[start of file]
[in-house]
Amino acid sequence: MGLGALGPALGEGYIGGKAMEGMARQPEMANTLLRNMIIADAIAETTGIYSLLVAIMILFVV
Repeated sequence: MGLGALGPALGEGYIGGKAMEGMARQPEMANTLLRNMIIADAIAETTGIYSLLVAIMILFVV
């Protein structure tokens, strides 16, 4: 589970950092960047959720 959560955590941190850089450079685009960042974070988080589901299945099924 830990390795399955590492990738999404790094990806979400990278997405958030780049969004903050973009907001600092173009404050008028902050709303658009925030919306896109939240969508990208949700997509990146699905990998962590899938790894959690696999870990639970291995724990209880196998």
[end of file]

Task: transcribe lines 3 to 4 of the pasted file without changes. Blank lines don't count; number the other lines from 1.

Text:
Repeated sequence: MGLGALGPALGEGYIGGKAMEGMARQPEMANTLLRNMIIADAIAETTGIYSLLVAIMILFVV
């Protein structure tokens, strides 16, 4: 589970950092960047959720 959560955590941190850089450079685009960042974070988080589901299945099924 830990390795399955590492990738999404790094990806979400990278997405958030780049969004903050973009907001600092173009404050008028902050709303658009925030919306896109939240969508990208949700997509990146699905990998962590899938790894959690696999870990639970291995724990209880196998």